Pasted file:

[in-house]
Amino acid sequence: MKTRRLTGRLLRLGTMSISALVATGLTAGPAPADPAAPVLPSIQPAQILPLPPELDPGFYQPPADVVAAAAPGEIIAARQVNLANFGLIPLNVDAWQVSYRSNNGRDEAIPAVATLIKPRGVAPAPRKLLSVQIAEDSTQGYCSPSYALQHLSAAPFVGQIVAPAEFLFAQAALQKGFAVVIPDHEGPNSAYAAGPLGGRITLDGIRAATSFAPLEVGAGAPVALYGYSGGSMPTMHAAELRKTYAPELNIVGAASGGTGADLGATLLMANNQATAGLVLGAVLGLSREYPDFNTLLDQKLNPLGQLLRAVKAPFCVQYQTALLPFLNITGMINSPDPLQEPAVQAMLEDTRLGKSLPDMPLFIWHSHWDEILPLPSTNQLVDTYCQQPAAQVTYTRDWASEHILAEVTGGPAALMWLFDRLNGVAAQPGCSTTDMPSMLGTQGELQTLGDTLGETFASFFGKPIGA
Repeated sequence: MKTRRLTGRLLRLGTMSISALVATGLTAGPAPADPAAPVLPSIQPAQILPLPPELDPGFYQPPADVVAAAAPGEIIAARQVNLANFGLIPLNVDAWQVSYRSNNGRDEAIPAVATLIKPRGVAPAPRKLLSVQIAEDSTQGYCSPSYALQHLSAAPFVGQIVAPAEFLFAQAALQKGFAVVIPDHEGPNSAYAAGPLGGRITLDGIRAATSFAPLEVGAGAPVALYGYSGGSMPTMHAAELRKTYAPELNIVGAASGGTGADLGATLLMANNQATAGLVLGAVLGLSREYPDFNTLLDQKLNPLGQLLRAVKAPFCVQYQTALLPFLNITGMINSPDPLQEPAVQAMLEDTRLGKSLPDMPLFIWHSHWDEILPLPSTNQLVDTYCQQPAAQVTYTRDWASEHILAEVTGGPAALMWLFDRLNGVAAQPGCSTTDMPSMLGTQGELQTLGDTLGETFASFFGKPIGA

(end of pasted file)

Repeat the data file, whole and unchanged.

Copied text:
[in-house]
Amino acid sequence: MKTRRLTGRLLRLGTMSISALVATGLTAGPAPADPAAPVLPSIQPAQILPLPPELDPGFYQPPADVVAAAAPGEIIAARQVNLANFGLIPLNVDAWQVSYRSNNGRDEAIPAVATLIKPRGVAPAPRKLLSVQIAEDSTQGYCSPSYALQHLSAAPFVGQIVAPAEFLFAQAALQKGFAVVIPDHEGPNSAYAAGPLGGRITLDGIRAATSFAPLEVGAGAPVALYGYSGGSMPTMHAAELRKTYAPELNIVGAASGGTGADLGATLLMANNQATAGLVLGAVLGLSREYPDFNTLLDQKLNPLGQLLRAVKAPFCVQYQTALLPFLNITGMINSPDPLQEPAVQAMLEDTRLGKSLPDMPLFIWHSHWDEILPLPSTNQLVDTYCQQPAAQVTYTRDWASEHILAEVTGGPAALMWLFDRLNGVAAQPGCSTTDMPSMLGTQGELQTLGDTLGETFASFFGKPIGA
Repeated sequence: MKTRRLTGRLLRLGTMSISALVATGLTAGPAPADPAAPVLPSIQPAQILPLPPELDPGFYQPPADVVAAAAPGEIIAARQVNLANFGLIPLNVDAWQVSYRSNNGRDEAIPAVATLIKPRGVAPAPRKLLSVQIAEDSTQGYCSPSYALQHLSAAPFVGQIVAPAEFLFAQAALQKGFAVVIPDHEGPNSAYAAGPLGGRITLDGIRAATSFAPLEVGAGAPVALYGYSGGSMPTMHAAELRKTYAPELNIVGAASGGTGADLGATLLMANNQATAGLVLGAVLGLSREYPDFNTLLDQKLNPLGQLLRAVKAPFCVQYQTALLPFLNITGMINSPDPLQEPAVQAMLEDTRLGKSLPDMPLFIWHSHWDEILPLPSTNQLVDTYCQQPAAQVTYTRDWASEHILAEVTGGPAALMWLFDRLNGVAAQPGCSTTDMPSMLGTQGELQTLGDTLGETFASFFGKPIGA